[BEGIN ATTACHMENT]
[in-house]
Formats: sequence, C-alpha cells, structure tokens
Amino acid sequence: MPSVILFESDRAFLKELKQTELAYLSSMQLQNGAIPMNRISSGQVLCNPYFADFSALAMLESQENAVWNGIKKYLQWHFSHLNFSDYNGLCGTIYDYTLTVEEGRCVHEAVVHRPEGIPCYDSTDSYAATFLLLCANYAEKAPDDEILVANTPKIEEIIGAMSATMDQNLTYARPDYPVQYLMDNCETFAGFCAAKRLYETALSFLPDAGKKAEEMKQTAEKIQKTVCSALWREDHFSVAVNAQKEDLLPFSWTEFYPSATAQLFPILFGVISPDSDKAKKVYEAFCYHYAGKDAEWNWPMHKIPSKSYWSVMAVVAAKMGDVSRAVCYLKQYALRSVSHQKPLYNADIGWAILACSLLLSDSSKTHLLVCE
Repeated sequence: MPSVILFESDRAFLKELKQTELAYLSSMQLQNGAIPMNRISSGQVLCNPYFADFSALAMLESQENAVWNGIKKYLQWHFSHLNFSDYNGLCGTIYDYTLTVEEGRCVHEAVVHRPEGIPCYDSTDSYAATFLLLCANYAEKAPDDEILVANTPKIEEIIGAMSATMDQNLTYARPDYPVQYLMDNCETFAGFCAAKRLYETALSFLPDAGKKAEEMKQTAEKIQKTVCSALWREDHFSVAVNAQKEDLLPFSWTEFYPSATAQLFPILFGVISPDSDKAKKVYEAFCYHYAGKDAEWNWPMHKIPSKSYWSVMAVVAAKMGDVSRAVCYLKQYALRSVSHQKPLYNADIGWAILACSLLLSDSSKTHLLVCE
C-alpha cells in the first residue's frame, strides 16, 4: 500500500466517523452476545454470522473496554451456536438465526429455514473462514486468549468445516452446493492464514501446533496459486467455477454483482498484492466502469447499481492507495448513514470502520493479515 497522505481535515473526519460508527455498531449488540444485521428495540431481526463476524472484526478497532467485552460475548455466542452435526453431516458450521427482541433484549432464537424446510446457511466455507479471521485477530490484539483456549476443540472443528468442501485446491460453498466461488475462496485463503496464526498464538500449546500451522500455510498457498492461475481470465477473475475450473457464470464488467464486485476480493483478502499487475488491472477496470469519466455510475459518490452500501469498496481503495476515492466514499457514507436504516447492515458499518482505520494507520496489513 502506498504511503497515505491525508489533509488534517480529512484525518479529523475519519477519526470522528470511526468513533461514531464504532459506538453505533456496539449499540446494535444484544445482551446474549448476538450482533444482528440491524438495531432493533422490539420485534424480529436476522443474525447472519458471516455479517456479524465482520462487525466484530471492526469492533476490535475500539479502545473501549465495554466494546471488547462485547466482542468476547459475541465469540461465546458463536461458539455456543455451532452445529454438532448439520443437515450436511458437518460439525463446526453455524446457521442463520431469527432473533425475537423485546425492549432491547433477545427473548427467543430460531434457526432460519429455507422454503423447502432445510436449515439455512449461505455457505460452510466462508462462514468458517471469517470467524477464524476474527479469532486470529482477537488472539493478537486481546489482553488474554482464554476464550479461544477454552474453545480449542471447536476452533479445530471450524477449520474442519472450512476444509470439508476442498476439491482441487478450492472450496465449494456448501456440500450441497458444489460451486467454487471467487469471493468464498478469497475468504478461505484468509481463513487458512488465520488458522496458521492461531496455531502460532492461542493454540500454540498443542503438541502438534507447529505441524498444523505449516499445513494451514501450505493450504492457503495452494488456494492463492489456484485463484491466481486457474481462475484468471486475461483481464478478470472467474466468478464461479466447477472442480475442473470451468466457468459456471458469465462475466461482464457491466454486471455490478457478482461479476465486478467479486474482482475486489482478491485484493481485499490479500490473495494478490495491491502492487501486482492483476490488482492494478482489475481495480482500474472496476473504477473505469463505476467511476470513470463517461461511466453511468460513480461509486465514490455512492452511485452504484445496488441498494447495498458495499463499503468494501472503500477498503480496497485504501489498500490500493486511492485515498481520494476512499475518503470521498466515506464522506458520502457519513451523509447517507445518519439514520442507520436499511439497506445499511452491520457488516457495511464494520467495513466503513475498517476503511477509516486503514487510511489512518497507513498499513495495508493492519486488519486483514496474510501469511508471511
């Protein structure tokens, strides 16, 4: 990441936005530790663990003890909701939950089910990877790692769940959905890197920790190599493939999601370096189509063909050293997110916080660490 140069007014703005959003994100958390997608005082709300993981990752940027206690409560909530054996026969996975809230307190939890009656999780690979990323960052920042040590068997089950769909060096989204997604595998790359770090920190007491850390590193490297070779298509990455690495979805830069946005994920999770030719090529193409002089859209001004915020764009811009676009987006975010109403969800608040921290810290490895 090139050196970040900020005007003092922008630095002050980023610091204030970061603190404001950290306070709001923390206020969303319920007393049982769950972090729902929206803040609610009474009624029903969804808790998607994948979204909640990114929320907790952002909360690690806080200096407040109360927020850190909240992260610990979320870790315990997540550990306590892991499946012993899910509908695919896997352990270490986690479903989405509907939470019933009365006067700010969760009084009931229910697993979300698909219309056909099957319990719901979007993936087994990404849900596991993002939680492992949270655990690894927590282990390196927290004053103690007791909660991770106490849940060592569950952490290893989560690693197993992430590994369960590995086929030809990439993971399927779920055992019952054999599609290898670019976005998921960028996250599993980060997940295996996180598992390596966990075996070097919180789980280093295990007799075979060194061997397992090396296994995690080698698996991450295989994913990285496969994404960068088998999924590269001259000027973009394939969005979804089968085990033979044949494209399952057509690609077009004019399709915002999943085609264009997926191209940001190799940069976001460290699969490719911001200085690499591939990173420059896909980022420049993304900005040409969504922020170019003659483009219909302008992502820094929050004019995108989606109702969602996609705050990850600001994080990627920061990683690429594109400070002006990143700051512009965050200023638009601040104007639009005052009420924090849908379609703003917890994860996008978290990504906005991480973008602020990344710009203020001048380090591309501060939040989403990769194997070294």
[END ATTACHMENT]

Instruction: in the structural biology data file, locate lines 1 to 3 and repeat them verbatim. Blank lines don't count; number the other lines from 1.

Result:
[in-house]
Formats: sequence, C-alpha cells, structure tokens
Amino acid sequence: MPSVILFESDRAFLKELKQTELAYLSSMQLQNGAIPMNRISSGQVLCNPYFADFSALAMLESQENAVWNGIKKYLQWHFSHLNFSDYNGLCGTIYDYTLTVEEGRCVHEAVVHRPEGIPCYDSTDSYAATFLLLCANYAEKAPDDEILVANTPKIEEIIGAMSATMDQNLTYARPDYPVQYLMDNCETFAGFCAAKRLYETALSFLPDAGKKAEEMKQTAEKIQKTVCSALWREDHFSVAVNAQKEDLLPFSWTEFYPSATAQLFPILFGVISPDSDKAKKVYEAFCYHYAGKDAEWNWPMHKIPSKSYWSVMAVVAAKMGDVSRAVCYLKQYALRSVSHQKPLYNADIGWAILACSLLLSDSSKTHLLVCE